Popular Cocktails and Spirits of San Francisco in the 1800’s
San Francisco is an old, iron safe filled with gold, glory, disaster, and secrets. SFCentric History is a column, by SF writer V. Alexandra de F. Szoenyi, that digs in the vaults of local history and shares the sensational people, places, and things that rocked San Francisco.San Francisco’s Portsmouth Square, also known as the Plaza, as seen in 1851. The view is to the west, toward what was later dubbed Nob Hill. Photo credited to a dentist named S.C. McIntyre. (Image via Wikimedia Commons and Library of Congress)
We all have ideas in our minds of what the Gold Rush years were like, and what blossomed from that. No doubt, our thoughts–and the actual history–involve a lot of alcohol. In fact, in 1852, San Francisco had 350 bar rooms, and in 1853, 537 places in the city were serving alcohol. Ever wondered what exactly San Franciscans were sipping on in the 1800s? If so, read on.
Photo: The Pisco People
Ships stopping in Peru first brought Pisco, a grape brandy, to San Francisco in the 1830s. It would become the starring ingredient in a classic city drink, at The Bank Exchange around 1853. The Bank Exchange was a bar on the ground floor of the Montgomery Block, which was in the location the Transamerica Pyramid is today. It is there that owner and bartender Duncan Nichol/Nicol combined pisco, lime juice, pineapple, gum arabic, and distilled water (or something similar, as Duncan never divulged the recipe) to create the Pisco Punch. Many commented that it tasted like lemonade, but with a strong kick. That could have been from what many thought to have been the secret ingredient–cocaine.
Cyrus Noble Kentucky Bourbon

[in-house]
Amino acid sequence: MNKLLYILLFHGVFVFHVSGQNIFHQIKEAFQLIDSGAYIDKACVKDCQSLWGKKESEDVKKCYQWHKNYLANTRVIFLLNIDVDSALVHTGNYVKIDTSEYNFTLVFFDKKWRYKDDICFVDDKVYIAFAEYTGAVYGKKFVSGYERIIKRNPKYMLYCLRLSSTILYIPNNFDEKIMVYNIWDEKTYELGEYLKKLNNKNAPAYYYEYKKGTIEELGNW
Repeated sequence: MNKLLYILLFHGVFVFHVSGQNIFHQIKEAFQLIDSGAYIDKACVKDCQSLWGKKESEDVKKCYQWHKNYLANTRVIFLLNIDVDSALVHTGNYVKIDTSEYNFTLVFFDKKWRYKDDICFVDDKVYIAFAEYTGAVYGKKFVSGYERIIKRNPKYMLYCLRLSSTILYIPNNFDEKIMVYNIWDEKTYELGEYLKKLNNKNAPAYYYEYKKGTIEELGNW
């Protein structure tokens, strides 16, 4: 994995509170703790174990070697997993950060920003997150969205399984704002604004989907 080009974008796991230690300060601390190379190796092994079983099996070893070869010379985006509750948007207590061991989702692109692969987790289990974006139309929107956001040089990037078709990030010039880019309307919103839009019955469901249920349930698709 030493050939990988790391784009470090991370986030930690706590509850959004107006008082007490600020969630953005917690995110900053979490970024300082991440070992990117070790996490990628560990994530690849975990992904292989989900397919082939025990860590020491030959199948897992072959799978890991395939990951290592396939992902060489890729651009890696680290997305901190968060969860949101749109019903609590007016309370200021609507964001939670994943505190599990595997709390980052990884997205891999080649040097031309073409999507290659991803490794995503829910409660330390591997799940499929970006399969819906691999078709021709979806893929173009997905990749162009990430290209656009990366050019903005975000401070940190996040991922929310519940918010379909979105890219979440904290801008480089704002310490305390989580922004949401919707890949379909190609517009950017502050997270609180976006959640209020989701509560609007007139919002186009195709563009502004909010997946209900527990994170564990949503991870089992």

When Cyrus Noble traveled to California, hoping to make it rich during the Gold Rush, he ended up leaving empty-handed, back to Ohio. However, his Kentucky Bourbon Whiskey, created in 1871, became a hit and favorite among San Franciscans. Legend has it that the bourbon was named after its creator got drunk and fell into a vat of the stuff. The name was associated with the batch, and it stuck. San Francisco family-owned grocer, the Haas Brothers, sold the liquor from their locale at 100 and 102 Front Street, after Ohio lawyer Ernest Reuben Lilienthal brought the whiskey with him to San Francisco and distributed it across the West through his wholesale liquor business, Lilienthal & Co. It was popular, sold at miners’ saloons and served at homes. So popular, in fact, that in 1901, when John Coleman went to Searchlight, Nevada, to trade his small mine interest, he did so for the best bourbon in town–a bottle of Cyrus Noble. Unfortunately, that land claim produced over $250,000 of gold ore, but at least Coleman had quality liquor to help him forget.
National Lager Beer
Photo: THE BEERVERSE
Photo: Brewery Gems
San Francisco was host to a variety of now-defunct beer brands. One of these was National Lager Beer. The brew was produced at the National Brewing Company, located at the corner of Fulton and Webster Streets, and operating from 1861 to 1916, before becoming part of the California Brewing Association. One San Francisco beer brand from the 1800’s that still exists today is Anchor Steam, which got its start in 1896.
Old Tom Gin
Photo: Foley Hoag
The name of Old Tom Gin came from the black cat-shaped plaques in English pubs, where those who wanted a drink could secretly pay and get their booze during the Gin Craze. The liquor was imported into San Francisco, to be distributed by Wreden-Kohlmoos Co., the Pacific agents for London and Imperial Distillery Co.’s Extra Reserve Old Tom Gin, and located at 412 Front Street. Their trademark was filed on December 14, 1899.